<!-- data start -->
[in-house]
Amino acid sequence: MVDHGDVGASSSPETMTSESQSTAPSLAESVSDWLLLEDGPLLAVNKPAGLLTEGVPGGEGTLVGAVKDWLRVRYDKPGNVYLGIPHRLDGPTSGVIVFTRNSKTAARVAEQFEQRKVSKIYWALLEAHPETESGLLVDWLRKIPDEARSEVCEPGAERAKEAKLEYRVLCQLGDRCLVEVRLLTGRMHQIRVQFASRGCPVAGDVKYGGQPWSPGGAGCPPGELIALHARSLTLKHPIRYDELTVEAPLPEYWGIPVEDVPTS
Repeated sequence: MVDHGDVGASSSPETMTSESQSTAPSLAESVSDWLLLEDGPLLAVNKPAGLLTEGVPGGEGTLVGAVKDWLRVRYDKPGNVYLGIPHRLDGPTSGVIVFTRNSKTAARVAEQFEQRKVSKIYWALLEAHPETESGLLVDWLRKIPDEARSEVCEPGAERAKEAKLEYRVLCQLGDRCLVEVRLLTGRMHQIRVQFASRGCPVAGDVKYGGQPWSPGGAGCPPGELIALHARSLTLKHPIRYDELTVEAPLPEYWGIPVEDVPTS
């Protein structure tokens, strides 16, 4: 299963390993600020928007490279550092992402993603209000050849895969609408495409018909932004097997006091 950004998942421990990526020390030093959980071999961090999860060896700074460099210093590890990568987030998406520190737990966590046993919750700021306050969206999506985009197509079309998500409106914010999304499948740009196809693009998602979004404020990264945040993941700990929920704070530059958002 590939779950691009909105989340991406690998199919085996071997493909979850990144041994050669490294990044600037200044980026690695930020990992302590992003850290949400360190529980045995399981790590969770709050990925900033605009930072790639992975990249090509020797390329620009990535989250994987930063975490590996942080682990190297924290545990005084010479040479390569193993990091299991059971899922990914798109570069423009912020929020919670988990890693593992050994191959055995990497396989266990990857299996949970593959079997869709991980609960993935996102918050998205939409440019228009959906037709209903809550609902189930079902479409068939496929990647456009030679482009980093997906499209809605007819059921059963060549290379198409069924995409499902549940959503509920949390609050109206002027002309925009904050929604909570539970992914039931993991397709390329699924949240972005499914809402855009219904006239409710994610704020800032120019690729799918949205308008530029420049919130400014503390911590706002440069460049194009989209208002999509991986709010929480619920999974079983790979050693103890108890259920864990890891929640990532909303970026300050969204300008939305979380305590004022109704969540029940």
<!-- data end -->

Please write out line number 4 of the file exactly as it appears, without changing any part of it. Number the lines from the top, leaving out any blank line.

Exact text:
């Protein structure tokens, strides 16, 4: 299963390993600020928007490279550092992402993603209000050849895969609408495409018909932004097997006091 950004998942421990990526020390030093959980071999961090999860060896700074460099210093590890990568987030998406520190737990966590046993919750700021306050969206999506985009197509079309998500409106914010999304499948740009196809693009998602979004404020990264945040993941700990929920704070530059958002 590939779950691009909105989340991406690998199919085996071997493909979850990144041994050669490294990044600037200044980026690695930020990992302590992003850290949400360190529980045995399981790590969770709050990925900033605009930072790639992975990249090509020797390329620009990535989250994987930063975490590996942080682990190297924290545990005084010479040479390569193993990091299991059971899922990914798109570069423009912020929020919670988990890693593992050994191959055995990497396989266990990857299996949970593959079997869709991980609960993935996102918050998205939409440019228009959906037709209903809550609902189930079902479409068939496929990647456009030679482009980093997906499209809605007819059921059963060549290379198409069924995409499902549940959503509920949390609050109206002027002309925009904050929604909570539970992914039931993991397709390329699924949240972005499914809402855009219904006239409710994610704020800032120019690729799918949205308008530029420049919130400014503390911590706002440069460049194009989209208002999509991986709010929480619920999974079983790979050693103890108890259920864990890891929640990532909303970026300050969204300008939305979380305590004022109704969540029940």